Critical analysis: “The film is exhilarating to watch because Sandler, liberated from the constraints of formula, reveals unexpected depths as an actor.” — Roger Ebert, Chicago Sun-Times
Awards pedigree: Golden Globe nom for “Punch Drunk Love.” American Comedy Award nomination in 1999 for “The Wedding Singer”; 1999 MTV Movie Award, comedic performance, “The Waterboy”; 1997 ShowEast, comedy star of the year
Upcoming: “Anger Management” (Columbia Pictures) with Jack Nicholson, directed by Peter Segal, will open next summer.
Moviegoers accustomed to Adam Sandler’s usual bigscreen one-two punch of repressed anger and broad schtick may have been surprised by his more serious turn as Barry Egan in “Punch-Drunk Love.” He played a character with deep-seated rage — without the slapstick.
Critics responded positively to the movie…and to Sandler’s unusually nuanced approach.
But JoAnne Sellar, who produced the movie with Daniel Lupi, didn’t find Sandler’s deft handling of Egan’s character shocking. After all, long-time Sandler fan and director Paul Thomas Anderson had written the role specifically for the comedian, and Sellar says the helmer and lead met often to bounce ideas around while Anderson wrote the script.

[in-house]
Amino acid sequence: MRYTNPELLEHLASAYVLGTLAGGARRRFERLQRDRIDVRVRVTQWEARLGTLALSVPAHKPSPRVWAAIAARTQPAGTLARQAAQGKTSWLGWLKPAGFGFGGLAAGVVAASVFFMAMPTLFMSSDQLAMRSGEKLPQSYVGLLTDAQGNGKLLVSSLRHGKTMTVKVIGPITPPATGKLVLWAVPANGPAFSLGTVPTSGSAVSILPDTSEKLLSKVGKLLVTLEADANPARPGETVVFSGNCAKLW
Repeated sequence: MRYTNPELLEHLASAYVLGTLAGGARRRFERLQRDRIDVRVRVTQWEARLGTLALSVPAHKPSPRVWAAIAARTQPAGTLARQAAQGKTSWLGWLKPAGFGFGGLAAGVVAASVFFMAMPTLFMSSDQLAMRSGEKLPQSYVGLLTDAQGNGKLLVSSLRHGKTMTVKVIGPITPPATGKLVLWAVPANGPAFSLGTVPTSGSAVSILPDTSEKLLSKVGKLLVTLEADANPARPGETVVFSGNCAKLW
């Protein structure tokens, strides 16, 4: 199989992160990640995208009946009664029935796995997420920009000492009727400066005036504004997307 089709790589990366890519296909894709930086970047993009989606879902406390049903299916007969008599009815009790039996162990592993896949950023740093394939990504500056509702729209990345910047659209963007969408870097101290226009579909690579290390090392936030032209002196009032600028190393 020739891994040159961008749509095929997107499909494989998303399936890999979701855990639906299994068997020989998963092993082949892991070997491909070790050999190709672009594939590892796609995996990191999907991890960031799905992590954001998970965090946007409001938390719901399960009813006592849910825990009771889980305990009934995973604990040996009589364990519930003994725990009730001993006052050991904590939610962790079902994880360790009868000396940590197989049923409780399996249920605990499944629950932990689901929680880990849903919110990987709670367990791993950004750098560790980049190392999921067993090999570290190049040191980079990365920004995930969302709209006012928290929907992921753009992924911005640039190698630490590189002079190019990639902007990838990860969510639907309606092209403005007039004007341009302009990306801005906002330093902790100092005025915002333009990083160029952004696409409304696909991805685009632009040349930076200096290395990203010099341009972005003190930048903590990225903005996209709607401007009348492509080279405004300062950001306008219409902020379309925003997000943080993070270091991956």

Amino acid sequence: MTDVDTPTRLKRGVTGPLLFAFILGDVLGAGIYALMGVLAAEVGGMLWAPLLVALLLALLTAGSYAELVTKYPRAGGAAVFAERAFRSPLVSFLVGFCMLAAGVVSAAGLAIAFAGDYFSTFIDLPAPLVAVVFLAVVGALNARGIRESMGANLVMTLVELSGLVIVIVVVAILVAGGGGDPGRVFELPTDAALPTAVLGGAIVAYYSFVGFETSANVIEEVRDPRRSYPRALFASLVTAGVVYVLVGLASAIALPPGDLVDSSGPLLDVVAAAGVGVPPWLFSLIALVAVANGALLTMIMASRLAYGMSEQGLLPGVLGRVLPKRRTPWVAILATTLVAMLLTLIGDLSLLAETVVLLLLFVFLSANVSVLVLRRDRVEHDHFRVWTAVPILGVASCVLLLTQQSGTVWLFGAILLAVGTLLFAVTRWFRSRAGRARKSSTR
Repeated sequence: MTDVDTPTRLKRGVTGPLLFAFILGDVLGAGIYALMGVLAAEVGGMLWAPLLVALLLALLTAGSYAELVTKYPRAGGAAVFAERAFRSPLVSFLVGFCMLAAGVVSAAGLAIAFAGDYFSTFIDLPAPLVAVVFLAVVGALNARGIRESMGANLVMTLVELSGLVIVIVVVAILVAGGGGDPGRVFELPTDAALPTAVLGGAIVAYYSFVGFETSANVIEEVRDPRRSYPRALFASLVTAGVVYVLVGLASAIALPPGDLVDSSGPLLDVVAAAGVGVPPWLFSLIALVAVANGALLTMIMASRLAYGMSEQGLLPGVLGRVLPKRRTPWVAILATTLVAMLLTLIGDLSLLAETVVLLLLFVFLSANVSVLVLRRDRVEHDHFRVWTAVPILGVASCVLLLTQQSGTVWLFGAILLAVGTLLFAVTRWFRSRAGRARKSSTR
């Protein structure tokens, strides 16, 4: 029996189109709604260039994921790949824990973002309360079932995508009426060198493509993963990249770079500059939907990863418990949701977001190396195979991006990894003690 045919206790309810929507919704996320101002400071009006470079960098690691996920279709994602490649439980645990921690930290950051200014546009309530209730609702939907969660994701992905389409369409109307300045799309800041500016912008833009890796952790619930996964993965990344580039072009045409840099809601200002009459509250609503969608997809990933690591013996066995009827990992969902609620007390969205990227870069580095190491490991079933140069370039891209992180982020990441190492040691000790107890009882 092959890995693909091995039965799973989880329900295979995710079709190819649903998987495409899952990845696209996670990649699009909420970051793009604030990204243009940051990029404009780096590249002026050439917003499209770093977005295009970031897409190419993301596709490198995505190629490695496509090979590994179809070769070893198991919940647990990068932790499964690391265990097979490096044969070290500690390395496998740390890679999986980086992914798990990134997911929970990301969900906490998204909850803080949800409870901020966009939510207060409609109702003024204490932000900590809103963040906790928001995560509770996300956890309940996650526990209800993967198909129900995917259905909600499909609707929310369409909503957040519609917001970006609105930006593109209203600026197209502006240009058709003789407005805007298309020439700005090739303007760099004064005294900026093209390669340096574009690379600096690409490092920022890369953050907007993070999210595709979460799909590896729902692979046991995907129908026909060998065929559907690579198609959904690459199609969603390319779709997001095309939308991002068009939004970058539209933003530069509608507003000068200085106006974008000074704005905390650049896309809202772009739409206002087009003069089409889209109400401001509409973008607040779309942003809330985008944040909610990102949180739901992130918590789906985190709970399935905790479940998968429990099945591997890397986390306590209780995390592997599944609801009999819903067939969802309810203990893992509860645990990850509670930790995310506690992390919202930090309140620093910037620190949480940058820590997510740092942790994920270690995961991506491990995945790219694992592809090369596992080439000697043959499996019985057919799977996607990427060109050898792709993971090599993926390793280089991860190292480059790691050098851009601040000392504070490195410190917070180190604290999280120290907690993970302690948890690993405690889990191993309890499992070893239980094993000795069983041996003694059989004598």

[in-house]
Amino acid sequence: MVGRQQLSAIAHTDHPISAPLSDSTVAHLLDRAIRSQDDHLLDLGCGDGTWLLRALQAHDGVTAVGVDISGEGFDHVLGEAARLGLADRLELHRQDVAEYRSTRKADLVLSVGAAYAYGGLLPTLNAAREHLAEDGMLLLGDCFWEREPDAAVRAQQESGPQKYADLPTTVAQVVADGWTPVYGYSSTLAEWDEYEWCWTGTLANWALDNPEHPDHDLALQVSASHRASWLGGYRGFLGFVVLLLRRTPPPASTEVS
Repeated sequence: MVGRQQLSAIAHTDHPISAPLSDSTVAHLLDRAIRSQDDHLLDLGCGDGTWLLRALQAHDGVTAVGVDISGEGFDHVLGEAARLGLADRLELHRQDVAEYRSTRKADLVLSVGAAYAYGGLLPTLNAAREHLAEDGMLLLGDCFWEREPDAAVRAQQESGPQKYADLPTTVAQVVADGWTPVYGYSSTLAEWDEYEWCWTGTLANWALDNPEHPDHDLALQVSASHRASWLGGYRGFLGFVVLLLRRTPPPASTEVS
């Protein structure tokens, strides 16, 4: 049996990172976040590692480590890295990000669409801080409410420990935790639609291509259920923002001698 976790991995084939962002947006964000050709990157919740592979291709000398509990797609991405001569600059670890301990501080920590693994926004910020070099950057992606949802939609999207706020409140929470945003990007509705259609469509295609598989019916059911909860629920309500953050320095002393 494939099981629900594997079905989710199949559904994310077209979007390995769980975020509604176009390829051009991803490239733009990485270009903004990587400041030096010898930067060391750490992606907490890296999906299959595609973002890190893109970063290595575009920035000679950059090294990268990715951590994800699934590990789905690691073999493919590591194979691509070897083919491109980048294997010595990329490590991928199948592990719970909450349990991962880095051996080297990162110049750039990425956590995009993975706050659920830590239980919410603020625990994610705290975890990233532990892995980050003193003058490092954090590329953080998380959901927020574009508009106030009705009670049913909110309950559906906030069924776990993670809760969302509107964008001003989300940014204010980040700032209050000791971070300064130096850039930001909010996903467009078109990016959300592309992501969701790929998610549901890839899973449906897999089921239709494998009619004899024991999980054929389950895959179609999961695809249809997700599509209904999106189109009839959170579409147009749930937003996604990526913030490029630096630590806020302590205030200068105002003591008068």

“Paul saw (the) characters Adam portrayed before in movies, gleaned from that and went and wrote Barry Egan,” she says. “I don’t think it was a complete departure for him.
“I wasn’t that familiar with Adam’s work before and I was kind of blown away by his passion for the project.”
Anderson’s idea for the movie came from real-life pudding guy David Phillips, an engineer who bought 12,150 cups of Healthy Choice pudding for $3,000 and turned it into over 1 million frequent-flier miles. He optioned the rights to Phillips’ story and wrote Egan for Sandler. Then he wrote the part of Egan’s unlikely love interest, Lena Leonard, for Emily Watson.
Sellar says she wasn’t so sure of the pairing at first, but “as it turned out, they had this really great chemistry together.”
Watson agrees. “I watched a lot of ‘Saturday Night Live’ tapes and found that I really loved (Adam’s) sense of humor,” she says. “There are all sorts of interesting nooks and crannies in his work that Paul has shone a light on.”